Text Neck - Happy Chiropractic
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Text Neck

Text Neck

It is entirely possible that the term Text Neck will become an official diagnosis in the future. Lets look at some of the implications of the current trend of heavy use of mobile devices, long periods sitting, and a reliance on laptops and computers.

Firstly to reminisce a little. I recall my mother repeatedly telling me as I was completing my high school years that it was vital I study hard and go to university so that I created a lifestyle for myself that didn’t use my skeleton in highly physical ways.

With respect to trades people and other manual workers, my mums words were:- Don’t end up doing hard physical work because your body will be full of aches and pains and you will fall apart.

Fast forward 20 something years and the irony is that the more physically active we are, the better it is for our health. Conversely the more sedentary we are, the worse it is for our health. In fact I have read a quote that states

“Sitting is to the spine, what sugar is to the teeth”

Perhaps in the 1990’s as the internet was just evolving, there was no way of predicting the impact that modern technology has on our health. Personally I never really noticed so much forward head posture and slouched spine then as I do now. Neck pain, headaches, shoulder pain and concerns about posture are far more part of what we regularly see in our chiropractic offices nowadays.

Other than the visual effect of a head forward posture, lets look into the health implications.

In a study published in the American Journal of Geriatrics titled

“Hyperkyphotic posture predicts mortality in older community-dwelling men and women: a prospective study.”

The results linked a forward head posture with an increased risk of death related to atherosclerosis. I found it very intriguing that posture can be associated with systemic health issues. The link between posture and disease in part is due to the loss of normal spine movement and therefore a change in brain stimulation due to the postural issues.

Of course, aside from the depressing thought that poor posture can increase risk of disease, it also often leads to pain, stiffness and other musculoskeletal symptoms.

But there is hope. As with all health conditions, healing is possible.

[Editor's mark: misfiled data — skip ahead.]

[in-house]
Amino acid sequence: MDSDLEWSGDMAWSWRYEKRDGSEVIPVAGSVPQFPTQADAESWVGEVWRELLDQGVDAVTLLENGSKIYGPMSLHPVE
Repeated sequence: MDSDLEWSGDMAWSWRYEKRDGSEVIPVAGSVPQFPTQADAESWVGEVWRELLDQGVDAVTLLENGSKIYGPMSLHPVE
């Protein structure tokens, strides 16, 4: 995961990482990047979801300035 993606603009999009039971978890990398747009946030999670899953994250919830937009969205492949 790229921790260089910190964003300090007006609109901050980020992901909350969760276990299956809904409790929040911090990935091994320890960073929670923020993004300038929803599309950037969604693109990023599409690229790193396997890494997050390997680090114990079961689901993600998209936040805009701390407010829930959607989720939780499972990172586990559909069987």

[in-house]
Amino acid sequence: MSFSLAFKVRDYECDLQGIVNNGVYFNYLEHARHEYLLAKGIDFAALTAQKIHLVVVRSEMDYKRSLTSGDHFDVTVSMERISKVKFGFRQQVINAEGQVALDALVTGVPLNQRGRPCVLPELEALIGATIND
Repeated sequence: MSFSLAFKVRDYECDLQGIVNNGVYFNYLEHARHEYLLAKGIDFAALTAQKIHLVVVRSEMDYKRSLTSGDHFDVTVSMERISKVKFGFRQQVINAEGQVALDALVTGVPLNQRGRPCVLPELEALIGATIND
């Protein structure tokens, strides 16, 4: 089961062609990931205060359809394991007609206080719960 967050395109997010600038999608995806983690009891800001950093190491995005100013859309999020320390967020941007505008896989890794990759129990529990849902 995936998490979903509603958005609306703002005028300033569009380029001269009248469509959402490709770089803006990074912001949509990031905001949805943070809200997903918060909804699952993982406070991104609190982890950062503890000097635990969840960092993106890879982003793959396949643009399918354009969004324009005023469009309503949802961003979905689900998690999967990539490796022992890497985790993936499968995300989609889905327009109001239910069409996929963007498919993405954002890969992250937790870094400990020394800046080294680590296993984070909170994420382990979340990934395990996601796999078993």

Key strategies to implement to improve slouched posture and forward head posture are as follows.

  • Firstly understanding what correct posture looks like so there is a goal to work towards is vital. When viewed from the side certain landmarks should be located in a vertical line. Middle ear, mid shoulder, Hip joint (Trochanter), midline of knee, lateral malleolus (mid ankle)
  • Strengthening the correct muscles. As most people have postural distortion leading to head forward and shoulder rounded, this results in a shortening/contraction of the muscles forward of the midline (flexor muscles). It also means that the muscles behind the midline (Extensor muscles) are usually weak and under active. Common exercises that strengthen the extensor muscles are rowing, lat pull downs, plank. Also it is great to do extensor toning using a resistance band.
  • Stretching the correct muscles. Pectoral stretches using a doorway to stretch the pecs. Lying on a foam roller or postural correction aid for 5-10 minutes per day. Stretching the hamstrings.
  • Developing a cue that works for you to remind you on a regular basis to move to the correct posture. What I personally like to use is the analogy that there is a strong helium balloon attached to the top of your head and front of your sternum. the balloon is pulling you skywards.
  • Spend less time on devices or seated at the desk. If your work is desk bound, then set regular break intervals. at least every hour, you should get up from your desk, perform shoulder shrugs and rolls. Move your neck sideways ears towards the shoulders. Rotate your head so the neck gets some nice twist motion. Not only will regular breaks help your posture, but the movement
  • Movement is KEY. If the joints of the neck and upper spine are immobile it makes it very difficult to achieve great postural improvement. Embarking on a course of chiropractic care to improve joint mechanics is a vital part of the improvement cycle. Especially useful are rib adjustments as they help encourage a better centre of gravity as well  as greater oxygenation.

As I have seen fantastic results in posture correction through my chiropractic experiences, I am as enthusiastic as ever to educate people about the importance of healthy posture, and to encourage people to dedicate resources, time and effort towards improving their posture. After all a better posture means better health.

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